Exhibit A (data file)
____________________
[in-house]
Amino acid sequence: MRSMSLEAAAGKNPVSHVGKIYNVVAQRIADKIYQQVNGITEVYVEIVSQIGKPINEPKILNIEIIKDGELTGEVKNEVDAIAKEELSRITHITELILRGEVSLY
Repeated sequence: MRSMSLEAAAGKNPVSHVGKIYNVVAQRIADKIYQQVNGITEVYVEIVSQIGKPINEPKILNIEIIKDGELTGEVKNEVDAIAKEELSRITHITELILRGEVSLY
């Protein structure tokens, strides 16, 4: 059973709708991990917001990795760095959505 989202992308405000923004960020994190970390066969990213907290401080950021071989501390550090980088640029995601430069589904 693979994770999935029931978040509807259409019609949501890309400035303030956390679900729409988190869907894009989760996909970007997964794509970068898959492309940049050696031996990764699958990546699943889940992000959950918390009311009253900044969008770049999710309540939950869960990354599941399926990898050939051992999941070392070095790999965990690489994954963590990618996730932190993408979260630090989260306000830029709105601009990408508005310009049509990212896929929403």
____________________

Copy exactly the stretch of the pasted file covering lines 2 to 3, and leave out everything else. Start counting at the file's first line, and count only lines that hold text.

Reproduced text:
Amino acid sequence: MRSMSLEAAAGKNPVSHVGKIYNVVAQRIADKIYQQVNGITEVYVEIVSQIGKPINEPKILNIEIIKDGELTGEVKNEVDAIAKEELSRITHITELILRGEVSLY
Repeated sequence: MRSMSLEAAAGKNPVSHVGKIYNVVAQRIADKIYQQVNGITEVYVEIVSQIGKPINEPKILNIEIIKDGELTGEVKNEVDAIAKEELSRITHITELILRGEVSLY